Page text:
Six Questions for a GCG Committee Member – Zoe Hughes

1. Tell us about your work for the GCG committee

I am the Programme Secretary of the GCG. This involves planning and liaising with a whole variety of people to run our events. Recently I have been writing a series of guidance documents to make running events a smoother process. I am also trying to get a database of possible future venues and co-hosts together so that events can be planned further into the future. If you want to host an event at your institution, have an event idea, or anything else you feel would help me plan a great programme of events, do email me at events@geocurator.org.

2. What do you enjoy most about this role?

Organising things! I also love reading all the feedback and collating the evaluation forms together so I can see what the delegates liked and what they didn’t. Whilst I know it can be very annoying filling these forms in, they do provide a useful insight into what works, what doesn’t and what needs our membership has. They really do inform future events. I also love working with our members in various institutions to put events together. The committee is formed of a great bunch of people from museums all over the UK, it has been a delight to work with them and get to know them all over the three years I’ve been on committee.

3. What does your day to day work involve?

Day to day I am Curator of Fossil Invertebrates (Brachiopods and Cephalopods) at the Natural History Museum. I am responsible for around 9000 drawers of specimens, and more importantly caring for- and providing access to- them. No two days are the same. Some days I might be registering new specimens and incorporating them into the collections, other days I might be answering enquiries or working with collaborators on research projects. That is just the tip of the iceberg, being a curator is a diverse and sometimes very reactive role. I also love the opportunities to travel, both for fieldwork and for conferences and workshops.

This fossil specimen, found by Charles Darwin, is the first known ammonite to have been found in South America. © Trustees of the Natural History Museum.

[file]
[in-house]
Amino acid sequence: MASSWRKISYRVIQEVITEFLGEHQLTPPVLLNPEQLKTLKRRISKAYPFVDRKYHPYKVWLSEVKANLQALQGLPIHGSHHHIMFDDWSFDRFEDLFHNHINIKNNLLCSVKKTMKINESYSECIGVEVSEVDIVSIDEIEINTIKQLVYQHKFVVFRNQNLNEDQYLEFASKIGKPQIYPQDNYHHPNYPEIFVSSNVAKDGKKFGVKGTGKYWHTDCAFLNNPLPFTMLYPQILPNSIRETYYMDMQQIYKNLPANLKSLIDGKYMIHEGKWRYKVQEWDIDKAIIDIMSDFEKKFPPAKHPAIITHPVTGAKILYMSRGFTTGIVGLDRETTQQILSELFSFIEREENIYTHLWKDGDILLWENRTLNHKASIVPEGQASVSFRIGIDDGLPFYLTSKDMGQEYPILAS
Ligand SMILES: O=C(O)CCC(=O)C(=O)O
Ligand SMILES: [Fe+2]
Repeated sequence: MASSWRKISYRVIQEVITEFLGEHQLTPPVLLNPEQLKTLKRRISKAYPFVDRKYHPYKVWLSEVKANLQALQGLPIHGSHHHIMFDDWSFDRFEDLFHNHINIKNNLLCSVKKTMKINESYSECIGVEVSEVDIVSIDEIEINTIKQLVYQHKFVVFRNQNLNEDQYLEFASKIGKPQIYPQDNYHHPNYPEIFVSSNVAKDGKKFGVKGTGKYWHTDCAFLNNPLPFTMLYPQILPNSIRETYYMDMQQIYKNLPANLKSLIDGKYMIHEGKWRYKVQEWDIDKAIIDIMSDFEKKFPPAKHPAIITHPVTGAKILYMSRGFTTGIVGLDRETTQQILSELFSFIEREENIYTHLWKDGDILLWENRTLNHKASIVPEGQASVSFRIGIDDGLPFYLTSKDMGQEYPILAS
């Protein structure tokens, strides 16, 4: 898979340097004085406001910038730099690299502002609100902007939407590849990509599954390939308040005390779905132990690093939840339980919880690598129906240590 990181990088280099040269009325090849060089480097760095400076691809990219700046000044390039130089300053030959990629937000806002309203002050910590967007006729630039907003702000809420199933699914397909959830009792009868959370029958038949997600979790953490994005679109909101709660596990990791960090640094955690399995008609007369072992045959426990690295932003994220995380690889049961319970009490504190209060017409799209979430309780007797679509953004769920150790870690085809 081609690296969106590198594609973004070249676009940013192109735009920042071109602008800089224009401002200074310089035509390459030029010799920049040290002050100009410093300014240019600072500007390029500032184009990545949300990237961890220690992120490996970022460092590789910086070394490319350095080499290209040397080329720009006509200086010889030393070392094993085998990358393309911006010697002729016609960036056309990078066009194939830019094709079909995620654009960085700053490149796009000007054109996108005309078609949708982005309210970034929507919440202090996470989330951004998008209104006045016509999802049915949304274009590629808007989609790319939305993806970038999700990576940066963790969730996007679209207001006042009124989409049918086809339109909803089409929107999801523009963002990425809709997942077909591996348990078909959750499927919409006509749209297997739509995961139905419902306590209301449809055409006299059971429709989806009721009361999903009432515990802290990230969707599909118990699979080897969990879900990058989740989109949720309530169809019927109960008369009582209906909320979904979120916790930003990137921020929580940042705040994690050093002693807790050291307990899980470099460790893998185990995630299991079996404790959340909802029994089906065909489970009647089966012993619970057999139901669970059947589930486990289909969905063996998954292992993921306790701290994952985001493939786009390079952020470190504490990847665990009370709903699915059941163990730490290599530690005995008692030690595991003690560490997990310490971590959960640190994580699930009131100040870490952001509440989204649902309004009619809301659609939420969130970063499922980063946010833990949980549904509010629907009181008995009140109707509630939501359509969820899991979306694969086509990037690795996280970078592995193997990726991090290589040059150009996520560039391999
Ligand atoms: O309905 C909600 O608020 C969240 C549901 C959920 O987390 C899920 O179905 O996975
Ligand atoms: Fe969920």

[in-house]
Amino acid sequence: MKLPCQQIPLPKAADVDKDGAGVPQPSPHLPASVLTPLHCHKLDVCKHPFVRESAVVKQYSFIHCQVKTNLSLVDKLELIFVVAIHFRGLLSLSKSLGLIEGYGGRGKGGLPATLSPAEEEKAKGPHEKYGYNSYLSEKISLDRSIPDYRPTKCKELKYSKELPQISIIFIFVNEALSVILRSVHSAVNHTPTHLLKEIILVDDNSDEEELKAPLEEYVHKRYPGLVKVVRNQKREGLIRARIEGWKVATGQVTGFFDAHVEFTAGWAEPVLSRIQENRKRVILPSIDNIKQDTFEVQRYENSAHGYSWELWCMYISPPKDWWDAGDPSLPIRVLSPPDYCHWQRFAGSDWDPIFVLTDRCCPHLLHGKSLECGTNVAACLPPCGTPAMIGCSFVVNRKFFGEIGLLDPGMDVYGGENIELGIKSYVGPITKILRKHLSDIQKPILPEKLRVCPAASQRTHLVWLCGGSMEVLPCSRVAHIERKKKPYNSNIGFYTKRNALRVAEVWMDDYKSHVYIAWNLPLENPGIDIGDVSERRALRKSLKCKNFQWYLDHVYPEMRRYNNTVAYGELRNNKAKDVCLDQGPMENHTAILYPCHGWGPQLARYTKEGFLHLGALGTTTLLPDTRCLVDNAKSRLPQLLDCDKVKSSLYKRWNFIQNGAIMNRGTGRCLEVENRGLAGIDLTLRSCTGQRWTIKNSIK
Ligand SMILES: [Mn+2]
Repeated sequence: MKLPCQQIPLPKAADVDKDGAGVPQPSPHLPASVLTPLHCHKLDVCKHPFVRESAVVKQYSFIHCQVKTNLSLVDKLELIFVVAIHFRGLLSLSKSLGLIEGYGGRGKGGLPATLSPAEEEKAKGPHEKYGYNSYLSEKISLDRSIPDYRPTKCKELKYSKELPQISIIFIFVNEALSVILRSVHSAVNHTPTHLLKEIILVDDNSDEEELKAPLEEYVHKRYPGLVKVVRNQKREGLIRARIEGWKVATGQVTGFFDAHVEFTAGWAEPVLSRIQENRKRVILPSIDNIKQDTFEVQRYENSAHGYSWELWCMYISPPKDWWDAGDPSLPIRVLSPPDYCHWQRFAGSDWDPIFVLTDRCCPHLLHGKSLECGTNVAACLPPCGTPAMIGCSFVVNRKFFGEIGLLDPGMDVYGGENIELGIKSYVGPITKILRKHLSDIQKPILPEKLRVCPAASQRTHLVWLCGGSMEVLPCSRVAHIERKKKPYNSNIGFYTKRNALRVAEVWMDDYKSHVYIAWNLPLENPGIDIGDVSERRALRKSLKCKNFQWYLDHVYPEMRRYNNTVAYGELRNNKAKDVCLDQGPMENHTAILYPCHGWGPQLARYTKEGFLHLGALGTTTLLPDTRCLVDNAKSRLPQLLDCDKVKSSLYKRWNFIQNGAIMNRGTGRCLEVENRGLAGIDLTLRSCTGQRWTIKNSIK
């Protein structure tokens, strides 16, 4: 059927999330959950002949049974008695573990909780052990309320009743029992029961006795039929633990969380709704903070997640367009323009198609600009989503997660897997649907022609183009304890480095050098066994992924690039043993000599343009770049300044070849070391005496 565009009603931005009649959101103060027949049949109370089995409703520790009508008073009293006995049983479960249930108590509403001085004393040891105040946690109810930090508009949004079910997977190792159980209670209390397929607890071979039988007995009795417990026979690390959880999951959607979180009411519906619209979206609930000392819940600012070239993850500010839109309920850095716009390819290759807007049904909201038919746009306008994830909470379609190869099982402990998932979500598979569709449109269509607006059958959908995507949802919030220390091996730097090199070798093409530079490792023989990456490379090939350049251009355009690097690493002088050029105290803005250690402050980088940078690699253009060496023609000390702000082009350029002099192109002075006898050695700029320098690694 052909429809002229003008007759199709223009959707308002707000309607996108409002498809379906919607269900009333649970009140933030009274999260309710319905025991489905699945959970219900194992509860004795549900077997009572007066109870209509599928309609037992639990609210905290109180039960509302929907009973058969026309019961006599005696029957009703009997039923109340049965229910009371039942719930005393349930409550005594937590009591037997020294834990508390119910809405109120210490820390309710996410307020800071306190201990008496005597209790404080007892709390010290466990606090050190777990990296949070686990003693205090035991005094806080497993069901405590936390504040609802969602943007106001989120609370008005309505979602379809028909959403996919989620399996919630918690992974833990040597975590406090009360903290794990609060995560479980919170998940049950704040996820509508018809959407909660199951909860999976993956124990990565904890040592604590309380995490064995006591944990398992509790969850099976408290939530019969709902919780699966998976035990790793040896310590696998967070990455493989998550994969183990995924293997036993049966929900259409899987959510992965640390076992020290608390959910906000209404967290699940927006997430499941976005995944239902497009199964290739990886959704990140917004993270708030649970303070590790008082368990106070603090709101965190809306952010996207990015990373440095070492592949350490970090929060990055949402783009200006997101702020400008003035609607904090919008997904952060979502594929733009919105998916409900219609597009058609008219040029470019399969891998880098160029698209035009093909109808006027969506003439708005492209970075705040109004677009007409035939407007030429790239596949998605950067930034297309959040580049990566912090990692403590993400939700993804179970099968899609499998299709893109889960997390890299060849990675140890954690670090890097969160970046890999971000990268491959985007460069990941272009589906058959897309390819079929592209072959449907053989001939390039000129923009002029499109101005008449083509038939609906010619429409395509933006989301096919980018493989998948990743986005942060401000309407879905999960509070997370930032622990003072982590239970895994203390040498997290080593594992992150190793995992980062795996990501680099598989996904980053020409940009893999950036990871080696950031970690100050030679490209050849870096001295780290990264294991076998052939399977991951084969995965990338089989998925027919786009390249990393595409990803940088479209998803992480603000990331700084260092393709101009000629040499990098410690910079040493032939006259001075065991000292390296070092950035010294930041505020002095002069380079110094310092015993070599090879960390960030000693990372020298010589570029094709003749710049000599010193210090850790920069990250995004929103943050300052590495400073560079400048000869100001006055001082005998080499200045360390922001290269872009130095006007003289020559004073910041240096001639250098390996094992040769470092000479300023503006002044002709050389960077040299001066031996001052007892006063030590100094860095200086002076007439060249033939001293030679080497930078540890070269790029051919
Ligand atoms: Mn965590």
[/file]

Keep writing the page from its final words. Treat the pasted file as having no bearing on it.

4. What is your favourite story about your collection that illustrates its importance and use?

Oh my goodness, this is a difficult question as there are so many amazing stories in the collections I care for. Two of my favourites, just briefly (perhaps I should make these into a longer blog article at some point?), include the first ammonite known to science from South America (pictured above), which was found by Charles Darwin, and I also love the Davidson Collection of Brachiopods. Davidson was to most brachiopod workers the “Godfather of brachiopods”, his work to write and illustrate the series of Palaeontographic Society monographs in the 1850s is still relevant to modern science on these organisms. At the NHM we have many of the figured specimens and the notebooks featuring his early illustrations, notes on every species and correspondence with many eminent palaeontologists at the time.

Left: Thomas Davidson, the ‘godfather of brachiopods’. Right: A page from one of Thomas Davidson’s notebooks. © Trustees of the Natural History Museum.

5. How did you get into working with geological collections?

Pure chance! While I was doing my MSc in Advanced Methods in Taxonomy and Biodiversity (an Imperial College course, but mainly based at the NHM), I started volunteering with my now line manager and also used the cephalopod collections for my project. The way in which I documented the specimens I was using impressed the Head of Collections of Invertebrates and Plants and he suggested I apply for a Collections Care Assistant role. I did, got that job, then a maternity cover curator job, again at the NHM. Part way through that contract my current job was advertised, I applied and was successful. Seven years later, here I still am! I am exceptionally aware that I have been very lucky in getting what I now know is my dream job. Twelve years ago I had no idea that being a museum curator was even an option!

Me and a beautiful ammolite ammonite. © Zoë Hughes.

6. What is your favourite geology display and why?

Ooh that’s a very hard question. I’m not sure I can pick just one…… Whenever I am in a new place, I like to visit the local Natural History Museum. However there are many places I haven’t been so my choices aren’t exhaustive (I still have to get myself to the Lapworth Museum of Geology for example!). In the UK I love the Rotunda Museum in Scarborough, it’s such a beautiful and unusual building. The Jurassic exhibition at the Yorkshire Museum in York is fantastic! (well done Sarah King, the GCG Chair who worked very hard on that!). In London my favourites are the Grant Museum of Zoology and the Horniman Museum and Gardens, though these are my favourites for all of their natural history, not just the geology. Internationally, the National Museum of Natural History is ace, I loved the Venice Natural History Museum and the National Museum of Ireland- Natural History (lovingly known by most as Dublin’s Dead Zoo) is brilliant too. Sue the T. rex’s new(ish) gallery deserves a mention from the Field Museum in Chicago and I enjoyed the American Museum of Natural History too (though can people please stop sending me pictures of their ammolite ammonite when they visit?!) Why do I love all of these? Because they are brilliant in a range of different ways!

Zoë the human scalebar, next to a huge ammonite in the National Museum of Natural History, in Paris. . © Zoë Hughes.

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